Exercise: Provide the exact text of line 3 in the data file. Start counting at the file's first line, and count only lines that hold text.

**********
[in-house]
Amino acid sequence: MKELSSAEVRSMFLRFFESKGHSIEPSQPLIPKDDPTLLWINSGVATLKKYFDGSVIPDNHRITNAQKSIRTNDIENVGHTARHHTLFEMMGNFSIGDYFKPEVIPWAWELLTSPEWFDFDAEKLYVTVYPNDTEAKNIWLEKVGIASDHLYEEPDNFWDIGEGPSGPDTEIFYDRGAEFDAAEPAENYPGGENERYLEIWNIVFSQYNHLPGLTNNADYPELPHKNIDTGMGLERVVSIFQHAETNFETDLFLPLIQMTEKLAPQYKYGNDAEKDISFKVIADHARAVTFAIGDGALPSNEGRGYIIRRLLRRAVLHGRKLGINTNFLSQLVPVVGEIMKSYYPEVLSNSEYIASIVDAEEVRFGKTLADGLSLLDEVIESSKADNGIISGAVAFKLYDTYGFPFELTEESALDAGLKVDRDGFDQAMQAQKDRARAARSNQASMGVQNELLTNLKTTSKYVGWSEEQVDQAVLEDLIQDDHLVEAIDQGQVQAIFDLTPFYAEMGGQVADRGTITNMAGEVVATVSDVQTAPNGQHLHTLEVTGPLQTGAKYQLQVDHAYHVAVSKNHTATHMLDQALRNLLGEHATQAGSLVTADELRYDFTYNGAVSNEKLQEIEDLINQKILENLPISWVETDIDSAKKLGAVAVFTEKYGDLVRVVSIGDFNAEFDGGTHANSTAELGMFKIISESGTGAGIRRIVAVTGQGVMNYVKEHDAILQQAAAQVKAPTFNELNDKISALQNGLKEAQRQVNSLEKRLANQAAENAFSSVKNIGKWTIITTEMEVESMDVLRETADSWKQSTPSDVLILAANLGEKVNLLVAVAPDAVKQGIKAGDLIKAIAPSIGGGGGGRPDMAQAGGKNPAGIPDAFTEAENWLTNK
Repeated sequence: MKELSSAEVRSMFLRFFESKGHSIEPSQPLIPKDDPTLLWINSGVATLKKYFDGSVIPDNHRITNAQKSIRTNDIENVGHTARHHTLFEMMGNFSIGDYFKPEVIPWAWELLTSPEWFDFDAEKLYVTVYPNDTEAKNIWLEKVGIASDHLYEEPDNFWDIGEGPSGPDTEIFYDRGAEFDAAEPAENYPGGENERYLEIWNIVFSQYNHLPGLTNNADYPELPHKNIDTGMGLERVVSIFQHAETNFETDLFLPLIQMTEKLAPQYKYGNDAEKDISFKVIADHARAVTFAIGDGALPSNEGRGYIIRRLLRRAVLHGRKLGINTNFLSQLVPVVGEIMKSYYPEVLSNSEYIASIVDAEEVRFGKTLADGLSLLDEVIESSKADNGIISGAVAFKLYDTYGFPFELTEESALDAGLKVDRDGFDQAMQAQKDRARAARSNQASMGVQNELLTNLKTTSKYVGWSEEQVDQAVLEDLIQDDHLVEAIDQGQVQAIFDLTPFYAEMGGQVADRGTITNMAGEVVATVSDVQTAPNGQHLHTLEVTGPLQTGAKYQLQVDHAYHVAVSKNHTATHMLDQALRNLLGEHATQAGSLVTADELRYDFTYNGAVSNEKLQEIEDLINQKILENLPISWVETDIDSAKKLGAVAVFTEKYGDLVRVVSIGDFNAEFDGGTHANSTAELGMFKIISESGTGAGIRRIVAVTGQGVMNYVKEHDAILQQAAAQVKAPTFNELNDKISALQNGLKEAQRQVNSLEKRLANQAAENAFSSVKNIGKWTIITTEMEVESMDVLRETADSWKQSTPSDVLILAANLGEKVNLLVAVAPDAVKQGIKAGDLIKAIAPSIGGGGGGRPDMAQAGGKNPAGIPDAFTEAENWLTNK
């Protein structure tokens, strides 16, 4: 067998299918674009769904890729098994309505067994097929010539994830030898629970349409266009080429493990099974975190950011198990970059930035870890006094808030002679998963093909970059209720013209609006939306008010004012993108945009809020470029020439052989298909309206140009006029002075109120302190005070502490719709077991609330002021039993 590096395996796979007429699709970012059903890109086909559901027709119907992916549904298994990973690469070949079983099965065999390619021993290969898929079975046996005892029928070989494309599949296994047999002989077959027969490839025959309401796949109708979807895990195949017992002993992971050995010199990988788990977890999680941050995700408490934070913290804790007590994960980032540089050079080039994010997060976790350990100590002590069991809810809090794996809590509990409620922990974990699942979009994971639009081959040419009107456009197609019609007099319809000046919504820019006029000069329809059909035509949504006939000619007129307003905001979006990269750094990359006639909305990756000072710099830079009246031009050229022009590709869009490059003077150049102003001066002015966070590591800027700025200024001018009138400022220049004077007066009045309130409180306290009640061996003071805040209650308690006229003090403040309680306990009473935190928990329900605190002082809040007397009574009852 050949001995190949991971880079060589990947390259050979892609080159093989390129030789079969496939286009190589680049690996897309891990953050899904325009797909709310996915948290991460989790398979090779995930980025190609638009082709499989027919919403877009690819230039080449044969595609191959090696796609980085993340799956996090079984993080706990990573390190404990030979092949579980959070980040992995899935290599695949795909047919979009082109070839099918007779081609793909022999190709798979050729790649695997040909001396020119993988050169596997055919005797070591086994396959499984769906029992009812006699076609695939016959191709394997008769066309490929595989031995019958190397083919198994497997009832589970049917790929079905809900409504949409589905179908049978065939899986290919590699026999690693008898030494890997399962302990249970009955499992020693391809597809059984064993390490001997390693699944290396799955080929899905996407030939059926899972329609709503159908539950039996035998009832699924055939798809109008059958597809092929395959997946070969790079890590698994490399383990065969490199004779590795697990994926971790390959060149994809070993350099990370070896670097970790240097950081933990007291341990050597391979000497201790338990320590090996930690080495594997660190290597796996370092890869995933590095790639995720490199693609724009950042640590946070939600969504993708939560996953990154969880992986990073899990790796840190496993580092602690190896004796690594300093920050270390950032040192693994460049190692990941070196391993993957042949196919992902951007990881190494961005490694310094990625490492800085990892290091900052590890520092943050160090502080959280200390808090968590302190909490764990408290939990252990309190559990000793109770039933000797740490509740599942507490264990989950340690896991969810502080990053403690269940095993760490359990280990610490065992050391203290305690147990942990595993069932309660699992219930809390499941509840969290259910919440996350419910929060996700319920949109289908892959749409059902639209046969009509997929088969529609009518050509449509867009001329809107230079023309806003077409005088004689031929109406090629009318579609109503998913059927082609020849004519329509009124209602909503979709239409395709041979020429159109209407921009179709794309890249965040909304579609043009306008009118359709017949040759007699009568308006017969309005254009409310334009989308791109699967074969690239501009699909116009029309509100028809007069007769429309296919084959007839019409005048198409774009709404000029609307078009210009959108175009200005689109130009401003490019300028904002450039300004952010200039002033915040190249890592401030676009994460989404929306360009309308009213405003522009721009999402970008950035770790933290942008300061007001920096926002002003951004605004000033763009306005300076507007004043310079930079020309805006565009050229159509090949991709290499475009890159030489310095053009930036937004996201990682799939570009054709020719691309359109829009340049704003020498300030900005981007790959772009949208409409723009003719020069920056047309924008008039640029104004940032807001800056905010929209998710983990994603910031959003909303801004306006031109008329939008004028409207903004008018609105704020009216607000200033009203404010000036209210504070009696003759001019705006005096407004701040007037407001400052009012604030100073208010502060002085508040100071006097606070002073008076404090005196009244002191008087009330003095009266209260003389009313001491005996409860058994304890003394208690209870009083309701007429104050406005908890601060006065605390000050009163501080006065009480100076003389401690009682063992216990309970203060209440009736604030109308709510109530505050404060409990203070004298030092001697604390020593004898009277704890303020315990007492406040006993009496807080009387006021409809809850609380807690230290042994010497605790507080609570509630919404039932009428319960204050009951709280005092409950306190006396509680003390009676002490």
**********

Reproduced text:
Repeated sequence: MKELSSAEVRSMFLRFFESKGHSIEPSQPLIPKDDPTLLWINSGVATLKKYFDGSVIPDNHRITNAQKSIRTNDIENVGHTARHHTLFEMMGNFSIGDYFKPEVIPWAWELLTSPEWFDFDAEKLYVTVYPNDTEAKNIWLEKVGIASDHLYEEPDNFWDIGEGPSGPDTEIFYDRGAEFDAAEPAENYPGGENERYLEIWNIVFSQYNHLPGLTNNADYPELPHKNIDTGMGLERVVSIFQHAETNFETDLFLPLIQMTEKLAPQYKYGNDAEKDISFKVIADHARAVTFAIGDGALPSNEGRGYIIRRLLRRAVLHGRKLGINTNFLSQLVPVVGEIMKSYYPEVLSNSEYIASIVDAEEVRFGKTLADGLSLLDEVIESSKADNGIISGAVAFKLYDTYGFPFELTEESALDAGLKVDRDGFDQAMQAQKDRARAARSNQASMGVQNELLTNLKTTSKYVGWSEEQVDQAVLEDLIQDDHLVEAIDQGQVQAIFDLTPFYAEMGGQVADRGTITNMAGEVVATVSDVQTAPNGQHLHTLEVTGPLQTGAKYQLQVDHAYHVAVSKNHTATHMLDQALRNLLGEHATQAGSLVTADELRYDFTYNGAVSNEKLQEIEDLINQKILENLPISWVETDIDSAKKLGAVAVFTEKYGDLVRVVSIGDFNAEFDGGTHANSTAELGMFKIISESGTGAGIRRIVAVTGQGVMNYVKEHDAILQQAAAQVKAPTFNELNDKISALQNGLKEAQRQVNSLEKRLANQAAENAFSSVKNIGKWTIITTEMEVESMDVLRETADSWKQSTPSDVLILAANLGEKVNLLVAVAPDAVKQGIKAGDLIKAIAPSIGGGGGGRPDMAQAGGKNPAGIPDAFTEAENWLTNK